Eight Italian Destinations that Slip under the Radar
Italy is a country that the world is pretty familiar with. From the fashion houses of Milan to the ceilings of the Sistine Chapel, there are certain things that just fit when you think of the nation known as The Boot. But away from the main protagonists such as Rome, Venice, and Florence, there's a story to be told.
With mountainous Europe to the north and the Mediterranean Sea in the south, the Italian landscape is a tapestry of diverse regions. Yet it's the small towns and communes that thread and bind this beautiful country. With long summers and flight times of less than two hours, Italy is accessible, sunny, and still surprisingly undiscovered.
Here are eight places you may not have visited yet:
1. Castellabate, Campania
Two hours' drive south of Naples is a remote destination where Italians love to holiday. Castellabate is a small hill-side town in the Salerno province, only 10 minutes' drive away from the Cilento Coast (an unspoiled stretch that is truly off the tourist radar). Castles, beaches, basilicas, and not many people — what's not to love?
2. Lecce, Puglia
My nana always told me to look up when walking through a city. In the southeast of Italy — the heel of the boot — there's a display of Baroque architecture that proves how good her advice was. Lecce is full of beautifully designed churches and buildings that sit in perfectly symmetrical piazzas. And, if that wasn’t enough, there are even Roman ruins (including an amphitheatre) to see.
3. Bologna, Emilia-Romagna
With one of the world's largest churches, the world's oldest university, and some of the greatest contributions to Italian cuisine, Bologna doesn't get nearly the attention it deserves. Speaking of cuisine, did you know that spaghetti Bolognese isn’t supposed to be eaten with spaghetti at all? The sauce isn’t even called Bolognese! Head to Bologna for a taste of tagliatelle ragù — the true form of the city's famous dish.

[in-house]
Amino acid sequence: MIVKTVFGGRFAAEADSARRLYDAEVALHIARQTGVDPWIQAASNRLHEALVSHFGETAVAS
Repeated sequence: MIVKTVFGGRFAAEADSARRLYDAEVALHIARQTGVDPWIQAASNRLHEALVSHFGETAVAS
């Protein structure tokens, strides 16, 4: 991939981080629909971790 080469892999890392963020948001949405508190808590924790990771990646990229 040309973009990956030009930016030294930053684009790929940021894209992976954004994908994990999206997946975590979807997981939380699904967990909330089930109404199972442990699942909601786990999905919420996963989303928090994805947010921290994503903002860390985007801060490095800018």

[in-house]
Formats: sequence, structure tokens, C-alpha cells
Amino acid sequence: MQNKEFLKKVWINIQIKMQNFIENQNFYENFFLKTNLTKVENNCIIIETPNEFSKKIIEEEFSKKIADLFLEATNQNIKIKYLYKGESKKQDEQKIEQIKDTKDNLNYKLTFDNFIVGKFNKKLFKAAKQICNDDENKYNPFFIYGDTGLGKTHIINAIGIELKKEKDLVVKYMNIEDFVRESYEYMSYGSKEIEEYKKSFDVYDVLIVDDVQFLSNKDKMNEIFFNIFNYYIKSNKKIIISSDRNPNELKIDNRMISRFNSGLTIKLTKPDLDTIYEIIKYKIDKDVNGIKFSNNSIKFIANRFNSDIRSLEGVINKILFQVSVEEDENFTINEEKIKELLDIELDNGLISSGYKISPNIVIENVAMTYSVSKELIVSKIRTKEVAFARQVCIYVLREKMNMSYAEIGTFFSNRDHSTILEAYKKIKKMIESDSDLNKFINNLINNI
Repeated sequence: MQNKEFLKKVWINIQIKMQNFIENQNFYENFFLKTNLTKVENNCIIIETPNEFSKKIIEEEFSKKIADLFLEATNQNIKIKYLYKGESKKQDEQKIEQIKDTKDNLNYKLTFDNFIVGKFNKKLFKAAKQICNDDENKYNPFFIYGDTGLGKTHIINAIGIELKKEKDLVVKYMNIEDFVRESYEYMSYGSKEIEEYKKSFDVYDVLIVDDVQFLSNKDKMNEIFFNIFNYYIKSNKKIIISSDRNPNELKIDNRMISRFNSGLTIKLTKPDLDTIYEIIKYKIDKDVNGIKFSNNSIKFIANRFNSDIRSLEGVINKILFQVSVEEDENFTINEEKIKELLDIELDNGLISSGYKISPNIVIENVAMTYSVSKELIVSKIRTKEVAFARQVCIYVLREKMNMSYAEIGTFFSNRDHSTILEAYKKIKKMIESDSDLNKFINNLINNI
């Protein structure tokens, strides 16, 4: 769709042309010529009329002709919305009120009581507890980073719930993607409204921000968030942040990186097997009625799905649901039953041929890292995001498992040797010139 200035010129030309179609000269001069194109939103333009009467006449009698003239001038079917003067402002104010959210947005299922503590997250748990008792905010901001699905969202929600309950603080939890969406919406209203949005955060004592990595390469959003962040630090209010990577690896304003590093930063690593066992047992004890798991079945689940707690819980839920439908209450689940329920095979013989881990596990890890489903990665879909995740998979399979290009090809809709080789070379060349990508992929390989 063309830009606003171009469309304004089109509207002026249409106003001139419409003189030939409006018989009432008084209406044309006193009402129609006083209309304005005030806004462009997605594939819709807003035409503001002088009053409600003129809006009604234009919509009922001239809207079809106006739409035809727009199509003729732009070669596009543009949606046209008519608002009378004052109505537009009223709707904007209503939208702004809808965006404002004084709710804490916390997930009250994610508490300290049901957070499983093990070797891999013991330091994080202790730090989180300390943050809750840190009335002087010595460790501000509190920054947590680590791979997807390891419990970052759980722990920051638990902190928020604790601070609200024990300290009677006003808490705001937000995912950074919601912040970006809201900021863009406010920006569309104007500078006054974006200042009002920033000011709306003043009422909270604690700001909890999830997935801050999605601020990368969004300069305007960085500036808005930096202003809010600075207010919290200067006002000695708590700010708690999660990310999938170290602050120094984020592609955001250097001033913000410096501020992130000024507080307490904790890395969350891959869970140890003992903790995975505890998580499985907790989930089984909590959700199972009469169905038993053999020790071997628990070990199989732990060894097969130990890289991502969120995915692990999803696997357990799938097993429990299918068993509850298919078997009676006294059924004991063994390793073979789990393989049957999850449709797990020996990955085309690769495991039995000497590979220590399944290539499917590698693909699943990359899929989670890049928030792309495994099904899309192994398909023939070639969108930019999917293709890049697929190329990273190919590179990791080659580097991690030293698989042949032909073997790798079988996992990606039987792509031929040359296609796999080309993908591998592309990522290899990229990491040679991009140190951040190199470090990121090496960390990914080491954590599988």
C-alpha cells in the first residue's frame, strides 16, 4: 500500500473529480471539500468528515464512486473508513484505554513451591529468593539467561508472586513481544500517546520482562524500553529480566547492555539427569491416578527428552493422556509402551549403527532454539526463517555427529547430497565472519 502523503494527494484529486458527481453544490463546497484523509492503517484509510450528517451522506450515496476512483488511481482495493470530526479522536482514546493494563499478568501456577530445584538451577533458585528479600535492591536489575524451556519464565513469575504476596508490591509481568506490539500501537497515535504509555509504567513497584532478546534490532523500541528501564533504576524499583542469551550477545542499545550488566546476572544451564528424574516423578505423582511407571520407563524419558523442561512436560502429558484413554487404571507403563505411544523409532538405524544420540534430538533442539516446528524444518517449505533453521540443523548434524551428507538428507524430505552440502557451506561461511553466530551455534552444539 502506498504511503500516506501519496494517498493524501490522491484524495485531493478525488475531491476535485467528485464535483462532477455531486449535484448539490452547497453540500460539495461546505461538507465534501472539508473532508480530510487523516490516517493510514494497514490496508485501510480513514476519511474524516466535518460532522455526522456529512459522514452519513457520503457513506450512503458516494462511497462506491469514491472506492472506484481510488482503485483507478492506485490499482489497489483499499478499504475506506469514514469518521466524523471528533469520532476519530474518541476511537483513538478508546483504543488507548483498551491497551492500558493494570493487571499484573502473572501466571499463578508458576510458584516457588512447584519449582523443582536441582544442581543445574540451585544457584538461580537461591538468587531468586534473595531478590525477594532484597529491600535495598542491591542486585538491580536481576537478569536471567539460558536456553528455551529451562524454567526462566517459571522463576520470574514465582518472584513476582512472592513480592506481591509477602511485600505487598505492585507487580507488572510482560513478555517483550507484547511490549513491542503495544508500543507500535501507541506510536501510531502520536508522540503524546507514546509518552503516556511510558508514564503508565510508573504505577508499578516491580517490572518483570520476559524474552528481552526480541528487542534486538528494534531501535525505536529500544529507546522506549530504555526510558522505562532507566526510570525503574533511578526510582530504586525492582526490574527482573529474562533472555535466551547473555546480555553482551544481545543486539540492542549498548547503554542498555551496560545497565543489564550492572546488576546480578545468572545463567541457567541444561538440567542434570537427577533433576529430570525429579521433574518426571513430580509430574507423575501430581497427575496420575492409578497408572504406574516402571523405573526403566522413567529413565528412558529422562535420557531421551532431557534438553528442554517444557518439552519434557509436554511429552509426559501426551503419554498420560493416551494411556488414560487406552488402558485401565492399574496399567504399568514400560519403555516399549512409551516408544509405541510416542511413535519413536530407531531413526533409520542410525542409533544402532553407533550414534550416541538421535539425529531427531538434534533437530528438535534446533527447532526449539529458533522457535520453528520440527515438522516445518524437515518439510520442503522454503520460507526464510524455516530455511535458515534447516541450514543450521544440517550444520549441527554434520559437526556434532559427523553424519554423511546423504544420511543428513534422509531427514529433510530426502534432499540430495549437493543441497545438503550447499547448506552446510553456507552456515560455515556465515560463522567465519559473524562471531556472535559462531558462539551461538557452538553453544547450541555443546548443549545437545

4. Greve, Tuscany
Chianti, made infamous by Hannibal Lecter in "The Silence of the Lambs", is celebrated around the world and is one of Tuscany's best-loved exports. Greve is a small village that sits between Florence and Siena, and is the perfect base from which to explore the wineries of the Chianti region. Spend a couple of days visiting cellar doors and taste a variety of grapes, including Chianti Classico.
5. Genoa, Liguria
The port city of Genoa is the capital of the Liguria region and a gateway to the Italian Riviera. Often overlooked in favour of the majestic coastline of Cinque Terre, Genoa can offer a more serene view of Ligurian life — we recommend strolling past the pastel-coloured houses of Proloco Maris Boccadasse with a gelato in hand.
6. Parco Nazionale dei Monti Sibillini, Marche
There are some places in the world that have it all. The national park around the Sibillini Mountains is one of them. From rock pools halfway up the mountains to flourishing, multi-coloured meadows, the landscape changes with every hiking trail. You could spend weeks at a time exploring this national park, so make sure you plan well in advance.
7. Sulmona, Abruzzo
If you're looking for rustic Italy, then you’ll find it in the city of Sulmona (pictured above). Surrounded by mountains, sandwiched by national parks and less than an hour's drive from the beaches of the Adriatic coast, Sulmona is an idyllic base from which to explore Abruzzo. And let's not forget the Medieval character that's packed into every street.
8. Maratea, Basilicata
This hilltop town provides our list with a bit of glamour. The rich and famous descend on Maratea once a year in July for its International Film Festival, and it's no wonder the festival is hosted here. Looking out over the Tyrrhenian coast, Maratea is full of picturesque coves and its harbour bears comparison with Cannes's. Explore the town's historic streets and take a walk up to its very own Christ the Redeemer statue.